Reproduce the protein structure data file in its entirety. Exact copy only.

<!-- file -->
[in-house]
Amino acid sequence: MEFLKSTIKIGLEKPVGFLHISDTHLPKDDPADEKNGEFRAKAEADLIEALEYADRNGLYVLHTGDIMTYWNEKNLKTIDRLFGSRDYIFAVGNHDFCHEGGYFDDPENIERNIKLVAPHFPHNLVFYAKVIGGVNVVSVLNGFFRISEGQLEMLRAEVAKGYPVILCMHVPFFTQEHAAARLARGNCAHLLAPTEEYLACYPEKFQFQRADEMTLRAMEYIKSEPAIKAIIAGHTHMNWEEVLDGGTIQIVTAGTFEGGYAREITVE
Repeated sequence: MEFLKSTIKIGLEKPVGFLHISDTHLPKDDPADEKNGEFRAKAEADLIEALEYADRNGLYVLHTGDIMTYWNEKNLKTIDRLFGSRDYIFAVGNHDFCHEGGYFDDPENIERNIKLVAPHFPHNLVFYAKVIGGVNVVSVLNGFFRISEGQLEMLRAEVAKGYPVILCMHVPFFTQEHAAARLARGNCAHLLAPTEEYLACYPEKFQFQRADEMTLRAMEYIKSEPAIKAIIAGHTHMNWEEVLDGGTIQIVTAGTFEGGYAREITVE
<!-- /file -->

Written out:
[in-house]
Amino acid sequence: MEFLKSTIKIGLEKPVGFLHISDTHLPKDDPADEKNGEFRAKAEADLIEALEYADRNGLYVLHTGDIMTYWNEKNLKTIDRLFGSRDYIFAVGNHDFCHEGGYFDDPENIERNIKLVAPHFPHNLVFYAKVIGGVNVVSVLNGFFRISEGQLEMLRAEVAKGYPVILCMHVPFFTQEHAAARLARGNCAHLLAPTEEYLACYPEKFQFQRADEMTLRAMEYIKSEPAIKAIIAGHTHMNWEEVLDGGTIQIVTAGTFEGGYAREITVE
Repeated sequence: MEFLKSTIKIGLEKPVGFLHISDTHLPKDDPADEKNGEFRAKAEADLIEALEYADRNGLYVLHTGDIMTYWNEKNLKTIDRLFGSRDYIFAVGNHDFCHEGGYFDDPENIERNIKLVAPHFPHNLVFYAKVIGGVNVVSVLNGFFRISEGQLEMLRAEVAKGYPVILCMHVPFFTQEHAAARLARGNCAHLLAPTEEYLACYPEKFQFQRADEMTLRAMEYIKSEPAIKAIIAGHTHMNWEEVLDGGTIQIVTAGTFEGGYAREITVE